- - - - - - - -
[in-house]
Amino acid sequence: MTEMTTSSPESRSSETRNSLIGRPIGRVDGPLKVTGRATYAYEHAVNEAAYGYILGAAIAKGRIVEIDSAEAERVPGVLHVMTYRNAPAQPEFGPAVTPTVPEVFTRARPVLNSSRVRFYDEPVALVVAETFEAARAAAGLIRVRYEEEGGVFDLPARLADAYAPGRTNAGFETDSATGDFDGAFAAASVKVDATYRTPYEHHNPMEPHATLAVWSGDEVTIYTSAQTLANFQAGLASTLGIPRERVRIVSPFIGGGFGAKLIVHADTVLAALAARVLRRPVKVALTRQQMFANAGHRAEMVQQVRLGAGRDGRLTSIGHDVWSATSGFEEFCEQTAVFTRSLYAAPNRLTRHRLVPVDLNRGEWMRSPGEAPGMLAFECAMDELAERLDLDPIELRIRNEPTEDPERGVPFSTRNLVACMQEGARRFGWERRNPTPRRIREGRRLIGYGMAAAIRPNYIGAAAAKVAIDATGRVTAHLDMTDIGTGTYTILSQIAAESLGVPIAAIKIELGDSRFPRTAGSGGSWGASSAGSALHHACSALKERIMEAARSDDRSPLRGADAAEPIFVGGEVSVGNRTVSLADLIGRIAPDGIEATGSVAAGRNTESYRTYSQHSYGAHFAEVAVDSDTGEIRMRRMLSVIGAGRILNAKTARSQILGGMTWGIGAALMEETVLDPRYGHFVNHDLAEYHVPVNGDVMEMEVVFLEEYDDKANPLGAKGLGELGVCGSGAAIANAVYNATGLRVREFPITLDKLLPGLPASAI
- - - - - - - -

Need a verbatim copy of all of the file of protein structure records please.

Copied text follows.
[in-house]
Amino acid sequence: MTEMTTSSPESRSSETRNSLIGRPIGRVDGPLKVTGRATYAYEHAVNEAAYGYILGAAIAKGRIVEIDSAEAERVPGVLHVMTYRNAPAQPEFGPAVTPTVPEVFTRARPVLNSSRVRFYDEPVALVVAETFEAARAAAGLIRVRYEEEGGVFDLPARLADAYAPGRTNAGFETDSATGDFDGAFAAASVKVDATYRTPYEHHNPMEPHATLAVWSGDEVTIYTSAQTLANFQAGLASTLGIPRERVRIVSPFIGGGFGAKLIVHADTVLAALAARVLRRPVKVALTRQQMFANAGHRAEMVQQVRLGAGRDGRLTSIGHDVWSATSGFEEFCEQTAVFTRSLYAAPNRLTRHRLVPVDLNRGEWMRSPGEAPGMLAFECAMDELAERLDLDPIELRIRNEPTEDPERGVPFSTRNLVACMQEGARRFGWERRNPTPRRIREGRRLIGYGMAAAIRPNYIGAAAAKVAIDATGRVTAHLDMTDIGTGTYTILSQIAAESLGVPIAAIKIELGDSRFPRTAGSGGSWGASSAGSALHHACSALKERIMEAARSDDRSPLRGADAAEPIFVGGEVSVGNRTVSLADLIGRIAPDGIEATGSVAAGRNTESYRTYSQHSYGAHFAEVAVDSDTGEIRMRRMLSVIGAGRILNAKTARSQILGGMTWGIGAALMEETVLDPRYGHFVNHDLAEYHVPVNGDVMEMEVVFLEEYDDKANPLGAKGLGELGVCGSGAAIANAVYNATGLRVREFPITLDKLLPGLPASAI